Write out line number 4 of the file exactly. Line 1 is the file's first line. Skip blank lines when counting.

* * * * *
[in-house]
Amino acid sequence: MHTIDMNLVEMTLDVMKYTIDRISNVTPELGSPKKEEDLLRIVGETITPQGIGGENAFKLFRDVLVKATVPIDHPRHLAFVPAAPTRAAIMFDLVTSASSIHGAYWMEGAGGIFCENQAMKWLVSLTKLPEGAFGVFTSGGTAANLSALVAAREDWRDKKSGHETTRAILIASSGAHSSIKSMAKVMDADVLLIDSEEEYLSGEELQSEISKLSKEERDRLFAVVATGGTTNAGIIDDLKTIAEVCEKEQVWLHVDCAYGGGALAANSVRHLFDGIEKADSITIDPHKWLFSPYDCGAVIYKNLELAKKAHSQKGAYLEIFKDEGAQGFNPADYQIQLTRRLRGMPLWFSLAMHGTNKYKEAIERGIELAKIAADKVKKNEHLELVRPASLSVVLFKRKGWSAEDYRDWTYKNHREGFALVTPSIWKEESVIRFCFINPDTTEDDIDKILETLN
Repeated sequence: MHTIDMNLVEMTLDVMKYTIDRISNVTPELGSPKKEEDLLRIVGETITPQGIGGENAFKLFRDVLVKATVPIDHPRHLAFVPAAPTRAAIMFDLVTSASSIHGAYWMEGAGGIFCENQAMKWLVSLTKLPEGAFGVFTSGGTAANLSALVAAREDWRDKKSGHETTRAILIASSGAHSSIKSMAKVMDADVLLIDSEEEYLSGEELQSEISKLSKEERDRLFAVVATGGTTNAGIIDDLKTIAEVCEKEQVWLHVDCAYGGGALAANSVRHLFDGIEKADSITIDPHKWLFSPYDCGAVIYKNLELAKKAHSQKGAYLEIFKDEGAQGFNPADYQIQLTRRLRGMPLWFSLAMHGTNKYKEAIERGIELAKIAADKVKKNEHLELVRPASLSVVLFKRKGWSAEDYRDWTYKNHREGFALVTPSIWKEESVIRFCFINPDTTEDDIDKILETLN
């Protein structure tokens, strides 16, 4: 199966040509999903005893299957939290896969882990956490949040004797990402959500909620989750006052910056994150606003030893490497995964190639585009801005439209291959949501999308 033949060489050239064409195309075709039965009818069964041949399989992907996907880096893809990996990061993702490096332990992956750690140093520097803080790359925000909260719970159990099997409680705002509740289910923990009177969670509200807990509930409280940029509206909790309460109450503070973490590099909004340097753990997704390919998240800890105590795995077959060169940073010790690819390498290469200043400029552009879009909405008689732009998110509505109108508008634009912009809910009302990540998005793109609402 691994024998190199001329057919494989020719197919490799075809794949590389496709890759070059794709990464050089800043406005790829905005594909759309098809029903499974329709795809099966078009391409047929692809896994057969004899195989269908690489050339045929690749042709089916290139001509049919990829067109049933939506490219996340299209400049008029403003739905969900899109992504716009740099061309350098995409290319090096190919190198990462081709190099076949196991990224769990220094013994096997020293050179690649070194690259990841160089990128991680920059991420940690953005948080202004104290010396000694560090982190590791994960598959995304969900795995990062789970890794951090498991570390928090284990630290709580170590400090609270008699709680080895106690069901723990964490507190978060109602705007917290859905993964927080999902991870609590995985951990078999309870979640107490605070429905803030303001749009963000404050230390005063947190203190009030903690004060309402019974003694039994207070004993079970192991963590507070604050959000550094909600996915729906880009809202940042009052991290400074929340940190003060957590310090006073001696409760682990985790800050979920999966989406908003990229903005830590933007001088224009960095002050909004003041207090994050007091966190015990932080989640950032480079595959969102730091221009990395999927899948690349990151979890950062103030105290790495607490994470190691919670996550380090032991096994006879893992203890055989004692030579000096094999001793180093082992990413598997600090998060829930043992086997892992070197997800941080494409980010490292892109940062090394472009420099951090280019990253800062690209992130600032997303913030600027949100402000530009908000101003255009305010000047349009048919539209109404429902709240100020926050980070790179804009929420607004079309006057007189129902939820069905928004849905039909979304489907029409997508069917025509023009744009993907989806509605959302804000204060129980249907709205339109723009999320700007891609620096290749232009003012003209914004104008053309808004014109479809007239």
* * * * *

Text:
């Protein structure tokens, strides 16, 4: 199966040509999903005893299957939290896969882990956490949040004797990402959500909620989750006052910056994150606003030893490497995964190639585009801005439209291959949501999308 033949060489050239064409195309075709039965009818069964041949399989992907996907880096893809990996990061993702490096332990992956750690140093520097803080790359925000909260719970159990099997409680705002509740289910923990009177969670509200807990509930409280940029509206909790309460109450503070973490590099909004340097753990997704390919998240800890105590795995077959060169940073010790690819390498290469200043400029552009879009909405008689732009998110509505109108508008634009912009809910009302990540998005793109609402 691994024998190199001329057919494989020719197919490799075809794949590389496709890759070059794709990464050089800043406005790829905005594909759309098809029903499974329709795809099966078009391409047929692809896994057969004899195989269908690489050339045929690749042709089916290139001509049919990829067109049933939506490219996340299209400049008029403003739905969900899109992504716009740099061309350098995409290319090096190919190198990462081709190099076949196991990224769990220094013994096997020293050179690649070194690259990841160089990128991680920059991420940690953005948080202004104290010396000694560090982190590791994960598959995304969900795995990062789970890794951090498991570390928090284990630290709580170590400090609270008699709680080895106690069901723990964490507190978060109602705007917290859905993964927080999902991870609590995985951990078999309870979640107490605070429905803030303001749009963000404050230390005063947190203190009030903690004060309402019974003694039994207070004993079970192991963590507070604050959000550094909600996915729906880009809202940042009052991290400074929340940190003060957590310090006073001696409760682990985790800050979920999966989406908003990229903005830590933007001088224009960095002050909004003041207090994050007091966190015990932080989640950032480079595959969102730091221009990395999927899948690349990151979890950062103030105290790495607490994470190691919670996550380090032991096994006879893992203890055989004692030579000096094999001793180093082992990413598997600090998060829930043992086997892992070197997800941080494409980010490292892109940062090394472009420099951090280019990253800062690209992130600032997303913030600027949100402000530009908000101003255009305010000047349009048919539209109404429902709240100020926050980070790179804009929420607004079309006057007189129902939820069905928004849905039909979304489907029409997508069917025509023009744009993907989806509605959302804000204060129980249907709205339109723009999320700007891609620096290749232009003012003209914004104008053309808004014109479809007239």